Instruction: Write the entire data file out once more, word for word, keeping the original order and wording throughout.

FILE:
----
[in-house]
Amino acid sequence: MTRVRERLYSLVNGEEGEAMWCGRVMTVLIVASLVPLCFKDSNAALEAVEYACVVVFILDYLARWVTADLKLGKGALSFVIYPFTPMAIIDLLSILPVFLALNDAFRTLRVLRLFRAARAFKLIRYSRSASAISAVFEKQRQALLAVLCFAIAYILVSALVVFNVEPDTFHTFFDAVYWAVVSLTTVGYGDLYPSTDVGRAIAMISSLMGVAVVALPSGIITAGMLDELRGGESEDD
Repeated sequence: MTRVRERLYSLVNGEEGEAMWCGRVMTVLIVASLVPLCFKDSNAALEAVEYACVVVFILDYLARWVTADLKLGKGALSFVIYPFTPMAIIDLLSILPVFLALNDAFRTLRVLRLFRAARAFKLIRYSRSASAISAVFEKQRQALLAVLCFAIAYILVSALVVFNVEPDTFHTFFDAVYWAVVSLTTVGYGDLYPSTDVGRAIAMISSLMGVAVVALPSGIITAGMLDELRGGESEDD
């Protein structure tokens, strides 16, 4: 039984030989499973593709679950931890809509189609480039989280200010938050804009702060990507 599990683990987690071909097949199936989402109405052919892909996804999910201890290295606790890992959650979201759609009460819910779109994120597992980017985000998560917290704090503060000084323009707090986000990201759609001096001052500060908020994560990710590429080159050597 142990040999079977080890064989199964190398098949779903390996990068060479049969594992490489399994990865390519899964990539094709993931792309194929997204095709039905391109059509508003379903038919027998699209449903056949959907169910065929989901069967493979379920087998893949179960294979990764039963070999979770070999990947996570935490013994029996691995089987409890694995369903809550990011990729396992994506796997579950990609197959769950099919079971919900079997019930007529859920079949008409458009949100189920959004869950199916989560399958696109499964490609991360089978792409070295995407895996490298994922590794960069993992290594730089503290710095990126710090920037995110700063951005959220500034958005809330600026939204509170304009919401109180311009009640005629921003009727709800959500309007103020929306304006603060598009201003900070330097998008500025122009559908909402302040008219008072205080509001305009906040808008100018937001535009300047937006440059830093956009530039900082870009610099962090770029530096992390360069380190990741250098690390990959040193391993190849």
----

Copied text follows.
[in-house]
Amino acid sequence: MTRVRERLYSLVNGEEGEAMWCGRVMTVLIVASLVPLCFKDSNAALEAVEYACVVVFILDYLARWVTADLKLGKGALSFVIYPFTPMAIIDLLSILPVFLALNDAFRTLRVLRLFRAARAFKLIRYSRSASAISAVFEKQRQALLAVLCFAIAYILVSALVVFNVEPDTFHTFFDAVYWAVVSLTTVGYGDLYPSTDVGRAIAMISSLMGVAVVALPSGIITAGMLDELRGGESEDD
Repeated sequence: MTRVRERLYSLVNGEEGEAMWCGRVMTVLIVASLVPLCFKDSNAALEAVEYACVVVFILDYLARWVTADLKLGKGALSFVIYPFTPMAIIDLLSILPVFLALNDAFRTLRVLRLFRAARAFKLIRYSRSASAISAVFEKQRQALLAVLCFAIAYILVSALVVFNVEPDTFHTFFDAVYWAVVSLTTVGYGDLYPSTDVGRAIAMISSLMGVAVVALPSGIITAGMLDELRGGESEDD
């Protein structure tokens, strides 16, 4: 039984030989499973593709679950931890809509189609480039989280200010938050804009702060990507 599990683990987690071909097949199936989402109405052919892909996804999910201890290295606790890992959650979201759609009460819910779109994120597992980017985000998560917290704090503060000084323009707090986000990201759609001096001052500060908020994560990710590429080159050597 142990040999079977080890064989199964190398098949779903390996990068060479049969594992490489399994990865390519899964990539094709993931792309194929997204095709039905391109059509508003379903038919027998699209449903056949959907169910065929989901069967493979379920087998893949179960294979990764039963070999979770070999990947996570935490013994029996691995089987409890694995369903809550990011990729396992994506796997579950990609197959769950099919079971919900079997019930007529859920079949008409458009949100189920959004869950199916989560399958696109499964490609991360089978792409070295995407895996490298994922590794960069993992290594730089503290710095990126710090920037995110700063951005959220500034958005809330600026939204509170304009919401109180311009009640005629921003009727709800959500309007103020929306304006603060598009201003900070330097998008500025122009559908909402302040008219008072205080509001305009906040808008100018937001535009300047937006440059830093956009530039900082870009610099962090770029530096992390360069380190990741250098690390990959040193391993190849």